Tic-tac-toe is a very popular game for two players, X and O, who take turns marking the spaces in a 3×3 grid. The player who succeeds in placing three of their marks in a vertical, horizontal or diagonal row wins the game.
From a mathematical point of view the game has two very important properties:
The game admits the player that uses this optimal strategy will win or draw but it will not lose.
The number of possible different matches is relatively small.
At the start, the first player can mark any of the 9 spaces. In the following turn the second player can mark one of the remaining 8 spaces and so on. The game continues until all the spaces are marked or one of the players win.
It is then easy to understand that the total number of different matches is lower than:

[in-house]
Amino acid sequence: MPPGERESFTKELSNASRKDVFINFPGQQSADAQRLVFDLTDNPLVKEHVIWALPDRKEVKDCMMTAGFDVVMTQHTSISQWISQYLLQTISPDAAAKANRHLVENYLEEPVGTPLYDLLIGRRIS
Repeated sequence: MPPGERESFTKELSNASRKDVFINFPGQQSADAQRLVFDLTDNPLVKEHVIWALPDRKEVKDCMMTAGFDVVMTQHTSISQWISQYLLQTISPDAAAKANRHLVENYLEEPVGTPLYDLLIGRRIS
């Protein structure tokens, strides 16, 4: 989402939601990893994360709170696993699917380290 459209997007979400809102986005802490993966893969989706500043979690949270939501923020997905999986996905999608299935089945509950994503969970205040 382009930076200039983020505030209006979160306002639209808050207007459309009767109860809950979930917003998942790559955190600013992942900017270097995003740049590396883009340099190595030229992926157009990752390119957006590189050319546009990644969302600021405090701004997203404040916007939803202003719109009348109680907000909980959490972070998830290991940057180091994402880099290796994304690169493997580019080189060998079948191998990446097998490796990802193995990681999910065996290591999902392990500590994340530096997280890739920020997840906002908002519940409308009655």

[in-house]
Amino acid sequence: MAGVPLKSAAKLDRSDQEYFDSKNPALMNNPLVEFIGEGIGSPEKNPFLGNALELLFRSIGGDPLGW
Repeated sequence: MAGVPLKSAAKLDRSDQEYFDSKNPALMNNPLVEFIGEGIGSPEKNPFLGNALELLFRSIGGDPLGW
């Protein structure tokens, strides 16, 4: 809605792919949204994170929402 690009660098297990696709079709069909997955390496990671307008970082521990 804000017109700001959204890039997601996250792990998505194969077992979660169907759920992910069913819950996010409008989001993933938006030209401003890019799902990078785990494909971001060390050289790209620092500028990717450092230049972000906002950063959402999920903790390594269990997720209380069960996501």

987....1 = 9! = 362880
That is a reasonably small number for a computer.
From properties 1 and 2 it follows that a practical, and general, algorithm to win/draw the game is to use the Alpha Beta search.
At each turn the algorithm evaluates all the possible consequences of each move (possible due to property 2) and chooses the one that will ensure a victory or a draw (possible due to property 1).
An AI player that chooses each move with the alpha beta search algorithm will never lose. To make the game more realistic it is nice to introduce a stochastic factor so that each time with a predefined probability the AI player moves randomly rather than following the alpha beta algorithm. This will make the game more realistic as it will make the AI player more human and sometimes it will lose.